(Sept. 11, 1847-July 24, 1926). T. C. Steele was an Indiana artist and member of theof Impressionist painters. Born in Owen County, Indiana, he was educated at the Waveland Academy in Nashville, Indiana. In 1863, at the age of 16, he spent the summer studying privately with Joseph Tingley, a professor of natural sciences, at Indiana Asbury College (DePauw University).
Steele studied art in Chicago for a short time before starting a career as a portrait painter. He opened a studio in Indianapolis and is said to have survived the financial Panic of 1873 by painting signs for commercial buildings with poet, who became a lifelong friend. Steele later moved his studio to West Washington Street.
By 1880, Steele’s talent had drawn the attention and support of a group of Indianapolis businessmen, led by Herman Lieber, who sponsored Steele’s five years at the Royal Academy of Art in Munich, Germany. After one year of drawing under Gyula Benczun, the artist studied portraiture with Ludwig von Loefftz, winning a first-class prize in his final term.
Steele returned to Indianapolis and leased the Tinker House (Talbot Place) at 16th Street and Pennsylvania Avenue. There, he painted the portraits of those individuals who had sponsored his education abroad. For the next decade, Steele supported his family by teaching art and doing commissioned portrait work. Among his portraits are those of five Indiana governors.
joined Steele in 1891 to incorporate the Indiana School of Art at the northwest corner of Market Street and . In 1894, a Chicago exhibition of five Indiana painters was dubbed the . They were Steele, Forsyth, , , and . In 1895, Steele stopped teaching to devote his full-time work to painting and, in 1896, founded the Society of Western Artists with Adams and Forsyth.
Although commercial success came from painting portraits in Indianapolis, Steele’s overriding passion was creating landscapes. He was fascinated by the changing light and atmosphere he discovered in outdoor compositions. With Adams, he purchased “the Hermitage” in Brookville, Indiana, and spent summers painting landscapes.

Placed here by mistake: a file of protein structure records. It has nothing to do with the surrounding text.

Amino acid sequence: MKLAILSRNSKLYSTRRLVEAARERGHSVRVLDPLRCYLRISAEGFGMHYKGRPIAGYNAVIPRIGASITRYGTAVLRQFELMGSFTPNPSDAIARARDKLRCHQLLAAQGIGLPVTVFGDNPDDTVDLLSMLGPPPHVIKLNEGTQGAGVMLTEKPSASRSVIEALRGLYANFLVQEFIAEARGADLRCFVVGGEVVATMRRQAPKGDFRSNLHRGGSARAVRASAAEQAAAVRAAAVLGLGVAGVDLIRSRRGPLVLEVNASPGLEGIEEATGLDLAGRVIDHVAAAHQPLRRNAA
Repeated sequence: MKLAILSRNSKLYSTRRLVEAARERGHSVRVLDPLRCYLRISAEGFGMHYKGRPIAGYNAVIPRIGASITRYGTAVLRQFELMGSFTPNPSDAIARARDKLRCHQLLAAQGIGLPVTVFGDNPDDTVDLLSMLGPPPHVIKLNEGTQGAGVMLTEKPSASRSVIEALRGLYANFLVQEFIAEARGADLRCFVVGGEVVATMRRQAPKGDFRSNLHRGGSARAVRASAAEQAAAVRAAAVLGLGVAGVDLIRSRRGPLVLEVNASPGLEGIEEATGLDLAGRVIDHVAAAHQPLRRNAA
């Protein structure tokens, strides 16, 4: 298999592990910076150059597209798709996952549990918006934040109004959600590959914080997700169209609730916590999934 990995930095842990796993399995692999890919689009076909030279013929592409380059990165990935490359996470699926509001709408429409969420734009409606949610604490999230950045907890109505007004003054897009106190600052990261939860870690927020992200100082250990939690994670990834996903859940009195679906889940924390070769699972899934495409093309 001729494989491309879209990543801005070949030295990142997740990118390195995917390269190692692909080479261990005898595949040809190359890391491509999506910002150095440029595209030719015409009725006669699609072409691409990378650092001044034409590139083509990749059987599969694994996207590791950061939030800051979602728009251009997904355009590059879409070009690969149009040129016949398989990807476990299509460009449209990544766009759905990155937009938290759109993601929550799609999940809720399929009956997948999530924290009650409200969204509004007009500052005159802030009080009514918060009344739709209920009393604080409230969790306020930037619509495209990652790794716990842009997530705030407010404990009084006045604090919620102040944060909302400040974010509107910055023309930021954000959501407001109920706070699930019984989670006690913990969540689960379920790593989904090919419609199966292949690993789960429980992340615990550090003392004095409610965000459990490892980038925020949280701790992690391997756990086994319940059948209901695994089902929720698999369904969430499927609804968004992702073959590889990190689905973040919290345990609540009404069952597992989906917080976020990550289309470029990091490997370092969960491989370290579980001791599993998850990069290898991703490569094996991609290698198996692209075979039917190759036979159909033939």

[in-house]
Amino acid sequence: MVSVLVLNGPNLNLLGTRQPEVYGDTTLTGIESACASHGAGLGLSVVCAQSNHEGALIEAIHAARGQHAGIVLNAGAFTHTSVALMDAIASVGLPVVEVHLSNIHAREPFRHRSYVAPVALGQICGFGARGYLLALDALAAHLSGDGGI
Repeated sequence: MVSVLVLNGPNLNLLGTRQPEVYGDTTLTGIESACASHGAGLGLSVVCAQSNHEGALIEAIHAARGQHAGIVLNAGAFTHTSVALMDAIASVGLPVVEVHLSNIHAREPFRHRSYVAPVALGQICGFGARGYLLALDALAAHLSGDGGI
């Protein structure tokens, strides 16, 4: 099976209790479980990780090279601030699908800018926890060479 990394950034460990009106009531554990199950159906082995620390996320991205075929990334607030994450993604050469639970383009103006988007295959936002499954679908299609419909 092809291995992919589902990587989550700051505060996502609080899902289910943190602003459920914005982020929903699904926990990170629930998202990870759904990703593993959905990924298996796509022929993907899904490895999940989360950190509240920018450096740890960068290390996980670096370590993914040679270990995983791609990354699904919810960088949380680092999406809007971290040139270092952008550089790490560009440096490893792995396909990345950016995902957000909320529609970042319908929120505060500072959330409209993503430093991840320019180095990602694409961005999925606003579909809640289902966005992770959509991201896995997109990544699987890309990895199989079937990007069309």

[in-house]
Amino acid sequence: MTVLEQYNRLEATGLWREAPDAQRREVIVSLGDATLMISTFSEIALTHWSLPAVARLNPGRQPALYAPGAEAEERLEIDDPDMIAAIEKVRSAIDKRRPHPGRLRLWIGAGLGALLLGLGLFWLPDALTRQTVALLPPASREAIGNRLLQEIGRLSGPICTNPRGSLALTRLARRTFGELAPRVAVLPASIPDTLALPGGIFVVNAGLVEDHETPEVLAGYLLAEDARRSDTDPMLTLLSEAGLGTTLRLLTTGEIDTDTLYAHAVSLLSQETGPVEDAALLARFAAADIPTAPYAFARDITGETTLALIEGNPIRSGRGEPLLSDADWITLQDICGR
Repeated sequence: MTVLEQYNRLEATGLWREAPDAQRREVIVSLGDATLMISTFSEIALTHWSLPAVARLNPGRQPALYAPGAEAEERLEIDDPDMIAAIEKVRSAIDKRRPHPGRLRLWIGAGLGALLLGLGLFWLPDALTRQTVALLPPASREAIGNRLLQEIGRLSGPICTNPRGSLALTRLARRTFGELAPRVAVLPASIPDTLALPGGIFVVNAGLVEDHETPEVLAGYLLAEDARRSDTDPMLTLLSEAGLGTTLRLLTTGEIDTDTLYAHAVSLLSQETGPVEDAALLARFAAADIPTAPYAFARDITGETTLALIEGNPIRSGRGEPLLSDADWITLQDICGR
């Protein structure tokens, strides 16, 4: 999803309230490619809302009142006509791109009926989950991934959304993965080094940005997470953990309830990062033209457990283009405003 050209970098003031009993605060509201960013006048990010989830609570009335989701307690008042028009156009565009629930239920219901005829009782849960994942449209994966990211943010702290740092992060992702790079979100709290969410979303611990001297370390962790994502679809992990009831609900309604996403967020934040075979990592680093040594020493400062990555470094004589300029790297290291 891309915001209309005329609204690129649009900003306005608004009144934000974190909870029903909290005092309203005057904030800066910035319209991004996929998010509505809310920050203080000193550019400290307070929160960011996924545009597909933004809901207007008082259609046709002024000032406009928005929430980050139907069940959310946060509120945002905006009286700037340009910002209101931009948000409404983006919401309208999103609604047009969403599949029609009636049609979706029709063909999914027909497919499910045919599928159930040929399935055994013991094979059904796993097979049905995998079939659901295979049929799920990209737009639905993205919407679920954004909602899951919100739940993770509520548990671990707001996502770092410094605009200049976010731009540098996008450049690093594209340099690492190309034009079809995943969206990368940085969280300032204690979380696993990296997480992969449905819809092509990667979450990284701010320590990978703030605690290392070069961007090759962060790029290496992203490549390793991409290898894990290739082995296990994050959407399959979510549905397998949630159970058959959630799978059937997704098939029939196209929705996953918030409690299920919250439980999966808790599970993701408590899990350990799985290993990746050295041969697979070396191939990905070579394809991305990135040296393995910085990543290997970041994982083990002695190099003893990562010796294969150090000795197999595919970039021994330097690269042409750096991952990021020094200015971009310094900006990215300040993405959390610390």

He also painted in Vernon, Yountsville, Spencer, and Metamora. Outside of Indiana, he painted in Vermont (1887), Tennessee (1899), Oregon (1902), and California (1903). Steele continued to winter at Talbot Place for three years after his wife’s death in 1899. The site became thein 1902.
In his quest for new landscapes, Steele discovered Brown County and purchased 211 acres of wooded hills in 1907. He built the House of the Singing Winds and remarried that summer. Students and faculty from Indiana University, neighbors, and friends from Indianapolis all came to visit the famous Hoosier artist in his hilltop retreat.
In 1922, Steele became artist in residence and an honorary professor at Indiana University. Among the many honors he received, the two most notable were his election to the National Academy of Design in 1913 and his presidency of the Society of Western Artists.
At the tail end of the 20th century, the work of Steele and the other Hoosier Group artists experienced a resurgence in popularity. His acceptance as a significant American Impressionist is evidenced by exhibits such as “The Best Years” at the in 1985-1986, the publication of (1985) and (1990), and his inclusion in William Gerdts, (New York, 1984). The honored Steele during the state’s bicentennial celebration in 2016 with an exhibition entitled, “Indiana Impressions: The Art of T. C. Steele.”
T. C. Steele died in Brown County at age 78. The House of the Singing Winds and its collections were donated to the State of Indiana by his wife Selma shortly before her death in 1946. The property is the T. C. Steele State Historic Site.
Theand erected two historical markers for Steele, one installed in 1992 and replaced in 2017 at the House of the Singing Winds. A second, installed in 2015, stands at the site of Tinker House, his former Indianapolis residence where the John Herron Art Institute was constructed in 1906. Indiana University recognized Steele with a historical marker during its bicentennial celebrations. The marker is placed at Franklin Hall, where Steele had a studio on the top floor.